The da Vinci code: notes of the laws of friction uncovered

Wednesday, 27 July, 2016

The da Vinci code: notes of the laws of friction uncovered

Scribbled notes and sketches on a page in a notebook by Leonardo da Vinci, previously dismissed as irrelevant, have been identified as the place where he first recorded his understanding of the laws of friction.

The research was undertaken by Professor Ian Hutchings of the University of Cambridge as part of the first detailed chronological study of da Vinci’s work on friction. It has been published in the journal Wear.

It is widely known that da Vinci conducted the first systematic study of friction, but exactly when and how he developed these ideas has been uncertain until now. Professor Hutchings has discovered that da Vinci’s first statement of the laws of friction was in a tiny notebook, measuring just 92 x 63 mm, which dates from 1493 and is now held in the Victoria and Albert Museum (V&A) in London.

The page of the book in question had already attracted interest because it also carries a sketch of an old woman in black pencil with a line below reading “cosa bella mortal passa e non dura”, which can be translated as ‘mortal beauty passes and does not last’. However, the director of the V&A in the 1920s referred to the text below the quote, scribbled quickly in da Vinci’s characteristic ‘mirror writing’ from right to left, as “irrelevant notes and diagrams in red chalk”.

Now, Professor Hutchings’ study has revealed that the rough geometrical figures sketched by da Vinci show rows of blocks being pulled by a weight hanging over a pulley — in exactly the same kind of experiment students might do today to demonstrate the laws of friction. Above these figures is the statement “la confregazione si fa di duplicata fatica in duplicato peso”, translated as “friction is of double the effort for double the weight”.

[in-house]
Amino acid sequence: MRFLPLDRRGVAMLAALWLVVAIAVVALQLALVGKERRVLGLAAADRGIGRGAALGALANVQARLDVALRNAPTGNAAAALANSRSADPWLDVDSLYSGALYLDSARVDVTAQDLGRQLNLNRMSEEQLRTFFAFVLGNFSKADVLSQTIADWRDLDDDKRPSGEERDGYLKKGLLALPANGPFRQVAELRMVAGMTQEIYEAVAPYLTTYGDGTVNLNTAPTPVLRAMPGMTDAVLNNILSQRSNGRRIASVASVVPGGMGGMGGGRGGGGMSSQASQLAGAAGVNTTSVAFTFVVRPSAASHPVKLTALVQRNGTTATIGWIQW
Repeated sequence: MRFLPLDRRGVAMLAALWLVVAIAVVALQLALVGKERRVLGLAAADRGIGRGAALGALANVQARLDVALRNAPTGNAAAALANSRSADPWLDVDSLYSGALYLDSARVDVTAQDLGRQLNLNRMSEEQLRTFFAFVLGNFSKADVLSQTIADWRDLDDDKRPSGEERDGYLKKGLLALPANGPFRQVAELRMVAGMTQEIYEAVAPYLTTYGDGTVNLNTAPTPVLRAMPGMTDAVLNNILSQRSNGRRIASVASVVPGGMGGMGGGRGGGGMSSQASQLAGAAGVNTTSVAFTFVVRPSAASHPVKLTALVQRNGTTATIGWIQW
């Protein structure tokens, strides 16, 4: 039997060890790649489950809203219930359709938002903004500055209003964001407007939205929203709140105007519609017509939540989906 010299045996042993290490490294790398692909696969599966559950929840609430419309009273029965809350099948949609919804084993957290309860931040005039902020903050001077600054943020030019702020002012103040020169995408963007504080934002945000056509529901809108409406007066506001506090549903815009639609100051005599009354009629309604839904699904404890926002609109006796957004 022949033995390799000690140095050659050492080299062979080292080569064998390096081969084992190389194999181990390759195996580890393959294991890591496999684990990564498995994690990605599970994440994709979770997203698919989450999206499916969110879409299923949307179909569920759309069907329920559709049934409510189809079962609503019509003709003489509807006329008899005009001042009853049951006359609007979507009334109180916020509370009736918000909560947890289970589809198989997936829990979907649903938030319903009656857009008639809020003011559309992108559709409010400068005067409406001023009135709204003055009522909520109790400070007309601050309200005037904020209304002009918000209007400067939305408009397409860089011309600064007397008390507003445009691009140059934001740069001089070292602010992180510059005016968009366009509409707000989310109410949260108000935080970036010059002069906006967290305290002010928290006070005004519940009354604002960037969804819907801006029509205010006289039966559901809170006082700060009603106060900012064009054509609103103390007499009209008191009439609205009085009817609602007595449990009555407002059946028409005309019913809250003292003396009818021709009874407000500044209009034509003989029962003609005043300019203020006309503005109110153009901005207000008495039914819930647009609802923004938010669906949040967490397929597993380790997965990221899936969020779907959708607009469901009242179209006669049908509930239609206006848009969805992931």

“The sketches and text show Leonardo understood the fundamentals of friction in 1493,” said Professor Hutchings. “He knew that the force of friction acting between two sliding surfaces is proportional to the load pressing the surfaces together and that friction is independent of the apparent area of contact between the two surfaces. These are the laws of friction that we nowadays usually credit to a French scientist, Guillaume Amontons, working 200 years later.”

Professor Hutchings’ research traces a clear path of development in da Vinci’s studies of friction and demonstrates that he realised that friction, while sometimes useful and even essential, also played a key role in limiting the efficiency of machines. Sketches of machine elements and mechanisms are pervasive in his notebooks and he used his understanding of friction to analyse the behaviour of wheels and axles, screw threads and pulleys, all important components of the machines he sketched.

“Leonardo’s sketches and notes were undoubtedly based on experiments, probably with lubricated contacts,” said Hutchings. “He appreciated that friction depends on the nature of surfaces and the state of lubrication and his use and understanding of the ratios between frictional force and weight was much more nuanced than many have suggested.”

Despite his apparent discovery of the laws of friction, da Vinci’s work had no influence on the development of the subject over the following centuries. According to Professor Hutchings, however, da Vinci holds “a unique position as a pioneer in tribology”.

Image caption: Leonardo da Vinci’s first note and sketches relating to the laws of friction, probably written in 1493 and certainly before September 1494 (Codex Forster III folio 72r). Image credit: V&A Museum, London.

This article is a modified version of a news item published by the University of Cambridge under CC BY 4.0

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